Base Layer – Transport sweat off your skin
The base layer is the fist layer that is onto your skin. This base layer function is to move perspiration away from your skin. In cold conditions, you will need this important layer to keep your skin dry. If your skin gets wet, you will become chilled or worse hypothermic. To prevent this use natural fibers like merino wool, silk or a combination of these. There is also a wide range of fabric options, but i will highly recommend natural fibers. These fibers dry quickly if they turn wet, and have a huge transportation rate. Start of with some thin wool socks, and add a heavier wool sock on top of that. You should also use long underwear and a wool underpants in real cold conditions. For your upper body I always use a thin merino wool. It’s very important that you don’t use cotton cloths as your base layer. Cotton takes long time to dry, and it won’t transport the perspiration away from your skin.

Middle Layer – Retains body heat to protect you from the cold
The middle layer helps you retain the heats you generate by your body. The more efficiency this layer traps the heat, the warmer you will be. This layer is almost the same as the base layer, you have a broad range of options. In general, thicker equals warmer. I would still stick to natural fabrics, but you can also use synthetic fabrics. You can apply a polyester fleece that is available from lightweight to heavyweight. The fleece retain the heat, also if it gets wet and it dry fast. Fleece also breathes well and thats an important part to prevent the overheat. When a product breathes well, the wind will also blows right through, which can steal heat. The last layer’s job is to prevent this, and it’s called the outer layer.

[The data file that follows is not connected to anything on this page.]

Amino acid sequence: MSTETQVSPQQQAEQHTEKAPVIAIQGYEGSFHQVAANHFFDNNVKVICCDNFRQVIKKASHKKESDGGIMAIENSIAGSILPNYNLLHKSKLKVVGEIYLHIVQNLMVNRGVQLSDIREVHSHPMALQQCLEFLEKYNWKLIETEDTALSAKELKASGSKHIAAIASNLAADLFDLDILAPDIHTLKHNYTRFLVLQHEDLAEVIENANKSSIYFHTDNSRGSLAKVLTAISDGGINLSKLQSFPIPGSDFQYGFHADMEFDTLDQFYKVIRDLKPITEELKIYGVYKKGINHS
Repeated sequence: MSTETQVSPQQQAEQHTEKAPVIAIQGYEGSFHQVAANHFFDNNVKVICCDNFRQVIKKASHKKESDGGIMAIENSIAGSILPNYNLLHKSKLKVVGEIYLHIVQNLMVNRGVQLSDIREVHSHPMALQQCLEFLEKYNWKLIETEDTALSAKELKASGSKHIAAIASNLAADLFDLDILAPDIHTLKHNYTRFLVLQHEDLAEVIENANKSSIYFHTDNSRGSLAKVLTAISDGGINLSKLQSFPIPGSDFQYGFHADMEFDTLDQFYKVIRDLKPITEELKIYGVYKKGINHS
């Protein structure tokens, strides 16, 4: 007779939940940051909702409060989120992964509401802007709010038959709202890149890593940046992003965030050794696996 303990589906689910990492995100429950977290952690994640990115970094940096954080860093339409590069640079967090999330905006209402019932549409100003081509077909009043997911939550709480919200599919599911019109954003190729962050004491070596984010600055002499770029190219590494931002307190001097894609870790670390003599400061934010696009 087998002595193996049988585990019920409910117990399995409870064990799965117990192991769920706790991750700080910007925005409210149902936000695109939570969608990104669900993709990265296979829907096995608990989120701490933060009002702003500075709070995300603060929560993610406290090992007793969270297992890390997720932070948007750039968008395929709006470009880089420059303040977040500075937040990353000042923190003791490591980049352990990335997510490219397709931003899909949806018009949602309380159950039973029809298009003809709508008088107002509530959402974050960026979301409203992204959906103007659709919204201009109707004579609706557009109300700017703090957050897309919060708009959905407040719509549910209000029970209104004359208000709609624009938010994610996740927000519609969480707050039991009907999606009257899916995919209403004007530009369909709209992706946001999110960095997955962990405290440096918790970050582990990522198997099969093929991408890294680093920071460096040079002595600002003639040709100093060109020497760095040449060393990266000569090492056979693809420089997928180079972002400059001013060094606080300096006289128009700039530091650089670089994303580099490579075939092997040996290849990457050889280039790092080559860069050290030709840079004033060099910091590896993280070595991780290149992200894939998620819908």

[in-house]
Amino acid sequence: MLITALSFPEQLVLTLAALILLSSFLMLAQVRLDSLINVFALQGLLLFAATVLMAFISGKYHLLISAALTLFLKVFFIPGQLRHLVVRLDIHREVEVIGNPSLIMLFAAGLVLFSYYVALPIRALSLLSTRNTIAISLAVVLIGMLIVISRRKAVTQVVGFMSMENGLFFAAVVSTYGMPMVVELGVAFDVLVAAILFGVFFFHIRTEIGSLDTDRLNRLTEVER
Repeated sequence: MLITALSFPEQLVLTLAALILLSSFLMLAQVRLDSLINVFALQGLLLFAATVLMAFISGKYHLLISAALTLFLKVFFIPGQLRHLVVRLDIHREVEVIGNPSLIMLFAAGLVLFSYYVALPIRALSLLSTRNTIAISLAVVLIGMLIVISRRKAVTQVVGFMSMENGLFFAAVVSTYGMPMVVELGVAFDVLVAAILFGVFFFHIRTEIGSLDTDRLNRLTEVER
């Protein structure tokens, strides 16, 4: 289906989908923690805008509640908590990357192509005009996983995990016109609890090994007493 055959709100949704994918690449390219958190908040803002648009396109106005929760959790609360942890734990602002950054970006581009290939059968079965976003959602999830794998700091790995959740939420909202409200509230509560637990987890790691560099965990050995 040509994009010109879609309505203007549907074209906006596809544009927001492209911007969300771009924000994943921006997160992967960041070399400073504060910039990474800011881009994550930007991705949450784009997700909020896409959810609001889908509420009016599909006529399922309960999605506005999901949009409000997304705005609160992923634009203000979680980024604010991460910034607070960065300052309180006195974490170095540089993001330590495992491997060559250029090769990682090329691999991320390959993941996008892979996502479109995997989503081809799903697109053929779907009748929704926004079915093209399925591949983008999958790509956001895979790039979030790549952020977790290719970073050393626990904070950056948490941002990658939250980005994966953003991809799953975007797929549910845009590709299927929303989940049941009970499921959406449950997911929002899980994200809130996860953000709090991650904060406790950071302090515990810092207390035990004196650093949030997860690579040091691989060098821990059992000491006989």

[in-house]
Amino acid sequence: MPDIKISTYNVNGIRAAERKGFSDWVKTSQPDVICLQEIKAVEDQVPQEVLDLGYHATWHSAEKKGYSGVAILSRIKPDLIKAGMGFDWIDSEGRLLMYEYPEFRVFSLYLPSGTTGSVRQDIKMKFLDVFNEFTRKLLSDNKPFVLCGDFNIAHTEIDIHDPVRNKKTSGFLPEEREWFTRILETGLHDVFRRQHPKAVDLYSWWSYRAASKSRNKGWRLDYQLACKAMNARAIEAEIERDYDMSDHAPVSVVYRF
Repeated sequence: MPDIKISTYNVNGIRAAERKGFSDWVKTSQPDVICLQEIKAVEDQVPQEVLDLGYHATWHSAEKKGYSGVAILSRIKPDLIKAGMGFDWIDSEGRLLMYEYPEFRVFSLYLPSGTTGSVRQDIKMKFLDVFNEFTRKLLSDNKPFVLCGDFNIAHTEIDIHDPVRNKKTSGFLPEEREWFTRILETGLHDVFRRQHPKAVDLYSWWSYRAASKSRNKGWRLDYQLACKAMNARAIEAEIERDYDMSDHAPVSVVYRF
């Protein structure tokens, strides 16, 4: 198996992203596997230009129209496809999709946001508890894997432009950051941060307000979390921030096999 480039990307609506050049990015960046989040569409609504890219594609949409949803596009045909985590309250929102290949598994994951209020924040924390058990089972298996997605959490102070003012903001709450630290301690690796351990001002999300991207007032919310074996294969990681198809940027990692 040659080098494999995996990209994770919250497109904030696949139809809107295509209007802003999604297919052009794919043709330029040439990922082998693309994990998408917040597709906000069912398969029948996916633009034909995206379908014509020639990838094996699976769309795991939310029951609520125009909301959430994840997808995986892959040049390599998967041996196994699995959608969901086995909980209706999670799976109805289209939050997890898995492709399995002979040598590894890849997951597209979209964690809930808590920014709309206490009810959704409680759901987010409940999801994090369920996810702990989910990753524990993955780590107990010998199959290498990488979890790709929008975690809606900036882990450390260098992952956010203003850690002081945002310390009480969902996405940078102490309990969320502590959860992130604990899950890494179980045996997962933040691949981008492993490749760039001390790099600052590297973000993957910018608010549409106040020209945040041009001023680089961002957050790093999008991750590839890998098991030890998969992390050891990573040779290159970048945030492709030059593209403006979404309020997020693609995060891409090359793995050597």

Outer Layer – Your shield
The outer layer is supposed to protect you from wind, rain and snow. This layer is often called the shell layer. The equipment you will use at your outer layer range from mountaineering jackets to simple wind-resistant jackets. It’s important that the shell layer let some of the perspiration escape. Your outer shell is an important piece in the mountains where the weather rapidly changes. If wind and water are allowed to penetrate to inner layers, you can get seriously chilled and cold.

If you have read the article, I think you have enough knowledge to head out for a winter hike! You will get experience fast, and see what kind of cloths you prefer to use. If you dress to light you will experience this very fast and you will then be able to try another setup on your next hike. It’s always wise to bring enough cloths, better to carry that extra sweater or socks. Experience is knowledge! I always start of a hike with 9 essentials, you can read more about this here, 9 essentials you need while hiking.